When the two minutes were up, my partner gave a sigh of relief saying, “Well, that was painful listening to you struggle through that.” I agreed!
Then an hour or so later, we were listening to a musical performance by some friends on stage. I looked down at my hands and discovered that the pearl had fallen out of the setting in my little gold ring. I had bought the ring in Broome, Western Australia in 2001 when I was on holiday. I’ve worn that ring most days since. I was disappointed to have lost the pearl, but not devastated. It was just a ring. I knew I could get a replacement pearl. But – then – disappointment started to set in because the pearl I lost was a keshi pearl – from Broome, a unique place in a unique country. Keshi pearls refer to those pearls formed when a bead nucleus is rejected, so the pearl grows even though it has been rejected by the culturing process.
When there was a break in the music, I turned to my friend sitting next to me (the one I had partnered with) and said, “Oh look, the pearl has fallen out of my ring.” She asked, ‘Do you want me to help you look for it?” I said no because I had no idea when it had fallen out and it was a small white pearl in a very large room. I had been there all day, it could be anywhere, even out in the carpark. She looked at me for a moment, and then turned her head and looked straight at the tiny little pearl which had rolled back under the chairs to the aisle behind us. She picked it up and handed it to me.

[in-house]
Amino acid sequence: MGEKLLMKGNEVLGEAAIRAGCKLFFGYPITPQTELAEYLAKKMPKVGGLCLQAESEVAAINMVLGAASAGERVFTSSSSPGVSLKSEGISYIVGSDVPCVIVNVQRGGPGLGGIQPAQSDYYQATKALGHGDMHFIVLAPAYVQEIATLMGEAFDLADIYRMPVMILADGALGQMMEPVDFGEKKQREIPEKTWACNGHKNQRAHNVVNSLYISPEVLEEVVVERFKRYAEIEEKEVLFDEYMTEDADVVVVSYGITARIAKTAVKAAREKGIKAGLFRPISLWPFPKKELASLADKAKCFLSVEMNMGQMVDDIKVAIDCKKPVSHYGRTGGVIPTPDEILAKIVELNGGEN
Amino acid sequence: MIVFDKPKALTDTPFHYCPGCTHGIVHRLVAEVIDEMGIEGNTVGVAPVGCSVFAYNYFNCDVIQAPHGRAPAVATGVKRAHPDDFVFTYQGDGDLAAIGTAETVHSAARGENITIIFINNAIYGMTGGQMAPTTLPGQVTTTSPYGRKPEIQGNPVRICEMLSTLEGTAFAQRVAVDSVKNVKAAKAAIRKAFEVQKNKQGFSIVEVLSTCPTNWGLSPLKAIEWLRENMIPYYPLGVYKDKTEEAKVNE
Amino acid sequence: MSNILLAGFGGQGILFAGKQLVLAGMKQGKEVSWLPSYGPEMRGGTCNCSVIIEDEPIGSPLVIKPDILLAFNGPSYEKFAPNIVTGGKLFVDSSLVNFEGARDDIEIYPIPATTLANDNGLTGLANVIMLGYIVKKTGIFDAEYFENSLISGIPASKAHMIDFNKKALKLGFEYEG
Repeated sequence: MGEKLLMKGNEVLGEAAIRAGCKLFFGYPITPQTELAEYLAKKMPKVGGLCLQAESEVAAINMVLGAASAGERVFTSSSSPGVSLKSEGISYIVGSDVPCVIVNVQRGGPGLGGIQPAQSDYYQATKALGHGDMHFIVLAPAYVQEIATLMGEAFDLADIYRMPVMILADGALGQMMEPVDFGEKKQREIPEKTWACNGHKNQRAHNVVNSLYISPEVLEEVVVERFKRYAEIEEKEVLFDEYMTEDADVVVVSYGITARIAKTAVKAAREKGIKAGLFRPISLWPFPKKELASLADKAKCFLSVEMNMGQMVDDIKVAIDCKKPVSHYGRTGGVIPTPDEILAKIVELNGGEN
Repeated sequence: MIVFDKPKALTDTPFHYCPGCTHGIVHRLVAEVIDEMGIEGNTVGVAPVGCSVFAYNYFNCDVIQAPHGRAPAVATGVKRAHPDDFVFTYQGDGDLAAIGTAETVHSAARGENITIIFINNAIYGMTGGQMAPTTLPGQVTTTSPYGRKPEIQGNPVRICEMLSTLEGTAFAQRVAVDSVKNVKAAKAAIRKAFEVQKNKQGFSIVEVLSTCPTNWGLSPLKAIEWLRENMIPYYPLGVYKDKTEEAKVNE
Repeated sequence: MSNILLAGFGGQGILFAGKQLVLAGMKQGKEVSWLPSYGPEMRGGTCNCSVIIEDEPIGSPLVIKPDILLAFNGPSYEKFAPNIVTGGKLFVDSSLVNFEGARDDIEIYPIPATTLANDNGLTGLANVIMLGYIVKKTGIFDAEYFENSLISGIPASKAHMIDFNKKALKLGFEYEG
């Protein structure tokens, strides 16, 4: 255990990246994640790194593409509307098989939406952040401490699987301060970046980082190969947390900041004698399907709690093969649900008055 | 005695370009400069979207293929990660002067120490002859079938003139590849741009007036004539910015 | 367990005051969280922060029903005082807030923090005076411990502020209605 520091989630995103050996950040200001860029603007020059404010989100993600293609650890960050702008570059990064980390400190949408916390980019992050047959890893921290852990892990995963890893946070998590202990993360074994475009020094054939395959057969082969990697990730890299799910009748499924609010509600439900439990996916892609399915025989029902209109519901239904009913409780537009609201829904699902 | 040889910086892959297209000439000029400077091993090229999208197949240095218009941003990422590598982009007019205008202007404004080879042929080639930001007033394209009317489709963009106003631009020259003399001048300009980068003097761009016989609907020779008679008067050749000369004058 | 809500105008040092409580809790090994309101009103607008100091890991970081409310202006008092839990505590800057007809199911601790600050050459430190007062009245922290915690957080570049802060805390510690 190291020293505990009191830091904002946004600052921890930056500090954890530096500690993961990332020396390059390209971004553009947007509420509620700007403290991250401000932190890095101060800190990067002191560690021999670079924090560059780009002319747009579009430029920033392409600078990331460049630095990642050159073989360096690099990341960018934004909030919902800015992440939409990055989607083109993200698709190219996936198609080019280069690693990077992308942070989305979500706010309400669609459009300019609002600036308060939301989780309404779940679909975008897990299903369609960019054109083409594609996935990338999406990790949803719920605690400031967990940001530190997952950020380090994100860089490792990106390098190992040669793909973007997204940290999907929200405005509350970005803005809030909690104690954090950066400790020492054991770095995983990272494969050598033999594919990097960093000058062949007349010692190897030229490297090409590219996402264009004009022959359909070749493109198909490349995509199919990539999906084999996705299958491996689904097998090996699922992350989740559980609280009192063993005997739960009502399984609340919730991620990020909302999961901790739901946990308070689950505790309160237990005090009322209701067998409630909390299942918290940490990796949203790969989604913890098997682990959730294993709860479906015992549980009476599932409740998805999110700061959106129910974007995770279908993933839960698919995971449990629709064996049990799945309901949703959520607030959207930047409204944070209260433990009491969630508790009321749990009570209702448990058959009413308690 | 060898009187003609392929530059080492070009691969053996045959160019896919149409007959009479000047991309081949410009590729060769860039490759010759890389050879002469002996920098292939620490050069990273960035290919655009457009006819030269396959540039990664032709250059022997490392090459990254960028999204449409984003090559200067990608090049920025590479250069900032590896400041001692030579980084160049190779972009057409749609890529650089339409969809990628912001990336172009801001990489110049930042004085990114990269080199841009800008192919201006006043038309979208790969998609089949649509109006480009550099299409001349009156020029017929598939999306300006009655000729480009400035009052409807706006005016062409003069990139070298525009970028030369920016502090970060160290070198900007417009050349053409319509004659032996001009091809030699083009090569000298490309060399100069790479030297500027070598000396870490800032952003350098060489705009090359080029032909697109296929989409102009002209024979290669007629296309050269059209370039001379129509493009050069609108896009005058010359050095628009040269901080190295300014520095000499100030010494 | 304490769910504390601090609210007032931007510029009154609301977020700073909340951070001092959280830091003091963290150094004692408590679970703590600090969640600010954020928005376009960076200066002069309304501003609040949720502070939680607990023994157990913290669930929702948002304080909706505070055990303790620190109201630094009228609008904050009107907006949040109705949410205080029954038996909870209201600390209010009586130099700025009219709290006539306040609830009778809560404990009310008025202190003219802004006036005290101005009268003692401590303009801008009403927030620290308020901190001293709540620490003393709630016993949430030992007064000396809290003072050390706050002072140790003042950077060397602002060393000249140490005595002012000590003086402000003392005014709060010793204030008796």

I immediately spotted this as one of those Magic of God Moments. I have had this ring for 19 years, wearing it almost daily. I recently wore it all around the world, climbing pyramids in Egypt, scaling ancient castle walls in the French Pyrenees, and hiking in the Scottish Highlands. Why did the pearl fall out today? The pearl could have fallen out at any moment in any impossible-to-find place. Why was it only one row back and why did my friend look straight at it? She hadn’t even gotten out of her chair.
To me it was obvious that God was speaking to me through symbolism. What did it mean to ‘lose the pearl’? I’m not sure if I got it (the message) in that very moment or if it was sometime later in the evening. It doesn’t matter because now I can clearly see the correlation between losing the pearl from my ring and losing the pearl of the essence of the person I considered irritating.